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The Tarragon Theatre in Toronto.

Tibor Kolley/The Globe and Mail

Tarragon Theatre didn’t announce its 2020-2021 season on Monday this week as planned. Instead, the Toronto theatre company sent out a season unannouncement to subscribers.

Artistic director Richard Rose e-mailed patrons to honestly describe the situation he – and others running city theatres across the country – find themselves in due to the COVID-19 pandemic: “Depending on government health regulations, we may open in September, January or not at all next season.”

He continued by requesting that his loyal audience members e-mail and tell him what they thought he should do. His questions to them included:

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  • Would you come to the theatre without the assurance of a vaccine?
  • Would you come to the theatre if we practice social distancing with good sanitation?

These are important questions. After all, even when theatres are permitted to reopen, it will still be up to theatregoers to decide if they want to buy tickets at that time or not.

I’m equally curious to know what theatregoers are thinking. Please e-mail me your thoughts on when and under what conditions you would go back to the theatre to knestruck@globeandmail.com.

I called Rose’s e-mail to subscribers an “unannouncement” because he did also list what eight shows he would have announced under normal circumstances, plays he is committed to programming whenever Tarragon does reopen.

They are: Orestes, a “hacking” of Euripides by actor/playwright Rick Roberts; Three Women of Swatow, Chloé Hung’s previously programmed play that was cancelled due to COVID-19; Light, a new Rosa Labordé comedy about a crusading journalist endeavouring to expose hypocrisy at a yoga retreat; Zoe, Bobby Theodore’s translation of Quebec playwright Olivier Choinière’s latest; Ominous Sounds at the River Crossing, a dinner-party play by Jason Sherman; The Herd, Kenneth Williams’s new play about the media circus that follows after twin white bison are born into a First Nation herd; Babysitter, Chantal Bilodeau translation of Catherine Léger’s play about the aftermath of a shouted sexist comment; and El Terremoto, Christine Quintana’s new play about the three Jurado sisters – inspired by a certain Chekhov play.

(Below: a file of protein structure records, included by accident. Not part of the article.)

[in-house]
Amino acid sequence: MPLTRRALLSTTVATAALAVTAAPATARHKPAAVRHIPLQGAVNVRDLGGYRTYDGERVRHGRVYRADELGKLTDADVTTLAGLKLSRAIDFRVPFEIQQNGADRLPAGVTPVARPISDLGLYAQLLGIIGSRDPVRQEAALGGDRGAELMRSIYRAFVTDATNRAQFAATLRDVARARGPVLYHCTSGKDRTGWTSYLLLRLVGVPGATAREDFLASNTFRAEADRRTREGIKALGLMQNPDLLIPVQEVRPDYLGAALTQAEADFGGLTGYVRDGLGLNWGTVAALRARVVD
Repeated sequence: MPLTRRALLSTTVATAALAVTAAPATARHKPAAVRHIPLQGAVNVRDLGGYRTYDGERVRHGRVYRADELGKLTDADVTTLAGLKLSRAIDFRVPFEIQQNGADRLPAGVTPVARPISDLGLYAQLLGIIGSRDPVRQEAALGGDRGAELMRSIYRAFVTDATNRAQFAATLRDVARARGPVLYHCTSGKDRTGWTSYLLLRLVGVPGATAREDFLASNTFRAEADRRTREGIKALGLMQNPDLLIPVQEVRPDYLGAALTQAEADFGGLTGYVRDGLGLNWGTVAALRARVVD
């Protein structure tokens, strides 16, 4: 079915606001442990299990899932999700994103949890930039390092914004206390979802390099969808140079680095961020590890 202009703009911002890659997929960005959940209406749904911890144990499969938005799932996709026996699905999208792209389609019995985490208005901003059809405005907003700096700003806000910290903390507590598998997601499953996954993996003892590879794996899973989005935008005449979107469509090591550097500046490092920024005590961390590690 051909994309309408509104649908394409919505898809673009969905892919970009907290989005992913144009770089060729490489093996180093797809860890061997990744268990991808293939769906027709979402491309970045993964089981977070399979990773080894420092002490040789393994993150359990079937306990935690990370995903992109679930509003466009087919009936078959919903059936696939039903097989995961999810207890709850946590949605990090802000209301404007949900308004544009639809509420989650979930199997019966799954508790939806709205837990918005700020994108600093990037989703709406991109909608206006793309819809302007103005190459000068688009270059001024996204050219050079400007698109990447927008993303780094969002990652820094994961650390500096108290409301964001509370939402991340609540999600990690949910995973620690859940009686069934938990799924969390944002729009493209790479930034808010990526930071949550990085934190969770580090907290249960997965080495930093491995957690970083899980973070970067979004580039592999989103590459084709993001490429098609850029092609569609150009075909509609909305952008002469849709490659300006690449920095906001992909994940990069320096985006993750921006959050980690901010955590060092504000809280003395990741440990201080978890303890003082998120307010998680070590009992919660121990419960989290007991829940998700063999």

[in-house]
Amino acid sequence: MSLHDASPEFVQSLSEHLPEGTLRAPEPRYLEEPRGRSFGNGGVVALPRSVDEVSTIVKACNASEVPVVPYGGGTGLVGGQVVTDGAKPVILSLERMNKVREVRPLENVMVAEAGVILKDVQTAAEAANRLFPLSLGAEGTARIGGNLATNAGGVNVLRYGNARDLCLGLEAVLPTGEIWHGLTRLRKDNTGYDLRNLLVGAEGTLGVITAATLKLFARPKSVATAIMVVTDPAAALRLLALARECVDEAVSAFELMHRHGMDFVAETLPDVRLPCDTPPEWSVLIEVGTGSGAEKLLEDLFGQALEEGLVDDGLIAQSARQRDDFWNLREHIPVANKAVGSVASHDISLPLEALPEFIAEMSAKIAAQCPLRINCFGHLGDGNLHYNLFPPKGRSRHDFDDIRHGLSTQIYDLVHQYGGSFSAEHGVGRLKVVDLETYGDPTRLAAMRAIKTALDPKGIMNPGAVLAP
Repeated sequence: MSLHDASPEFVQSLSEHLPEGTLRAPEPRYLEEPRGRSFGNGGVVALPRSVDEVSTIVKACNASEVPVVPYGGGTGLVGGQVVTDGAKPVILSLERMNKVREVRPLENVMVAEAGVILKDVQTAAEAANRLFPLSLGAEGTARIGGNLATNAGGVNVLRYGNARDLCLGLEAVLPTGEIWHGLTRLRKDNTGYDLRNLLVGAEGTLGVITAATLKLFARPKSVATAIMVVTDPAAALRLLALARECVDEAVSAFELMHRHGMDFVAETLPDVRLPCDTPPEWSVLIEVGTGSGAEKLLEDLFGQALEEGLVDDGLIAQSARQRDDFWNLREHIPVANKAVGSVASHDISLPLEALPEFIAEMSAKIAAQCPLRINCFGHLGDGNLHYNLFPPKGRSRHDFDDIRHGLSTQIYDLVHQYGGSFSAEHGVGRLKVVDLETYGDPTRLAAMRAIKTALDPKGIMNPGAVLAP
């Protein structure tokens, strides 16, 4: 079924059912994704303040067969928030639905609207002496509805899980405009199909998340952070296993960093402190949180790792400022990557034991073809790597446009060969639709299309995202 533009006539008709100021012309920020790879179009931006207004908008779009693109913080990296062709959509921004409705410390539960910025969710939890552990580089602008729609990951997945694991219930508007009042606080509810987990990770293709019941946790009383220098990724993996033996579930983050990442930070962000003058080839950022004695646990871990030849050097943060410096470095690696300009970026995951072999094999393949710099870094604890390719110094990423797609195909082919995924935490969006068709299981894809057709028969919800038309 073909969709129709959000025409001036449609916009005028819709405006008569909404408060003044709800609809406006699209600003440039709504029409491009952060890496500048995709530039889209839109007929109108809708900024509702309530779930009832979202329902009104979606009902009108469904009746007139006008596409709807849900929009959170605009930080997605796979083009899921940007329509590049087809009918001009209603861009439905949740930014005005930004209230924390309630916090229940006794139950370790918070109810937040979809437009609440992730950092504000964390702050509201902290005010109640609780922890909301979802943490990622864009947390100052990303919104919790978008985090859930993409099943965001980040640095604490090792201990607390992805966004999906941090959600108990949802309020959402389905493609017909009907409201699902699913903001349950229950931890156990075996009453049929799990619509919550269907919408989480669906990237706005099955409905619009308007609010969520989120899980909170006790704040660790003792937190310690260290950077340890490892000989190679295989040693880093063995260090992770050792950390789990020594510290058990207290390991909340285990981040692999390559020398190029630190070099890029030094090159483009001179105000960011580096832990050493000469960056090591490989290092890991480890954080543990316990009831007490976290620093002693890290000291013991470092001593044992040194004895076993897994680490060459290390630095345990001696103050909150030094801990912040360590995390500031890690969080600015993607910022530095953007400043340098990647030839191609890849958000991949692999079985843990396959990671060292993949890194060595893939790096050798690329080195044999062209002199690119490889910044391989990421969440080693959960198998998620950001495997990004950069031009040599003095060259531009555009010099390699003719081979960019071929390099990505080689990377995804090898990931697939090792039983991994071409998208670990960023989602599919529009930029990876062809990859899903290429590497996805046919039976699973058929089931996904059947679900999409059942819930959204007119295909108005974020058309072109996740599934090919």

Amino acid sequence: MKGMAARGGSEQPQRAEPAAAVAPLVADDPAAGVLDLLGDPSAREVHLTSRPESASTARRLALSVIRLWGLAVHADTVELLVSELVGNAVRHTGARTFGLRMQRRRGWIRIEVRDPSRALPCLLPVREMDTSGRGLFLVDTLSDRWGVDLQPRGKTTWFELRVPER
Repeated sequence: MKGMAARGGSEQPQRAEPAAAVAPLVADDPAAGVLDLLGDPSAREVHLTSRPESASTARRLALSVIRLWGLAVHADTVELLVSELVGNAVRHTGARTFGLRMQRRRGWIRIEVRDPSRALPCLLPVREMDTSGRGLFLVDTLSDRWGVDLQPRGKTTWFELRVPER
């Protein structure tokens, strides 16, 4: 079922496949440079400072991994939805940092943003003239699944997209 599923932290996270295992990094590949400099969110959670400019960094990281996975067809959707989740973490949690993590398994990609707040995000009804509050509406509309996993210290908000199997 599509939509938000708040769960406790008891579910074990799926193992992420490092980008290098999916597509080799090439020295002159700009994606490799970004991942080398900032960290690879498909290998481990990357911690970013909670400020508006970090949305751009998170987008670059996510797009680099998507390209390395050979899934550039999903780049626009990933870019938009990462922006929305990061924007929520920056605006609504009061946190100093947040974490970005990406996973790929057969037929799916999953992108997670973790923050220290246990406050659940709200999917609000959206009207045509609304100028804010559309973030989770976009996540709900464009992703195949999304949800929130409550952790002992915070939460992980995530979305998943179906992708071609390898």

If you’re missing his work at the Tarragon right now, Rose is directing an online reading of David Young’s classic play Inexpressible Island as part of the National Arts Centre’s #CanadaPerforms next week. The original cast – including Eric Peterson, R. H. Thomson and Julian Richings – of this play about six men who accompanied Captain Robert Scott on an ill-fated expedition to Antarctica are reuniting for the reading, which will stream one act a night from May 11 to 13, at 7 p.m. EST. Details to be posted on the NAC’s website soon.

Here’s what else to watch or listen to this week if you’re craving …

… a classic solo show? Factory Theatre, which is celebrating its 50th anniversary, is going ahead with its opening night of its season-closing show, Daniel MacIvor’s House starring Kevin Hanchard, on May 7. The twist: This will be the premiere of a new “isolation version” of the 1992 play, which the playwright has rewritten specifically for the online platform Zoom. The one-time online performance is free – and you can register to watch it online here.

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… some new solo shows? Victoria’s UNO Fest – a curated festival of one-person theatre – did not cancel its 19th edition, but decided to move it online. Its second week of programming is under way, featuring performances from Ottawa’s Calalou, Calgary’s Cloudsway Dance Theatre and Vancouver’s Monster Theatre. A pass is $10, $20, or $50 – and it is up to you to choose the price.

… a Shakespeare play? The Stratford Festival’s online film festival continues on Thursday with a free YouTube release of its recording of artistic director Antoni Cimolino’s 2016 production of Macbeth, starring Ian Lake and Krystin Pellerin. I called it “the first truly satisfying large-scale Macbeth I’ve ever seen – taut, thrilling and, at times, terrifying” in my review.

… a new musical? Composer/lyricist Michael R. Jackson’s A Strange Loop was awarded the Pulitzer Prize for Drama on Monday – only the tenth musical to ever win the prestigious award. The New York Times called this show a “gutsy, exasperated musical set within the mind of a black, queer man who’s writing a musical about a black, queer man who’s writing a musical.” You can take a listen to the original cast album on Spotify or track it down on Apple Music.

… a Mother’s Day show? On Wednesday, the PlayME podcast will upload an audio adaptation of Hannah Moscovitch’s Secret Life of a Mother, a 70-minute play that is very frank about pregnancy, childbirth and motherhood. As Martha Schabas wrote in her 2018 review: “The good parts are so good I might actually call them groundbreaking.” Find it on Apple and Google podcasts or on the PlayME website.

Keep up to date with the weekly Nestruck on Theatre newsletter. Sign up today.

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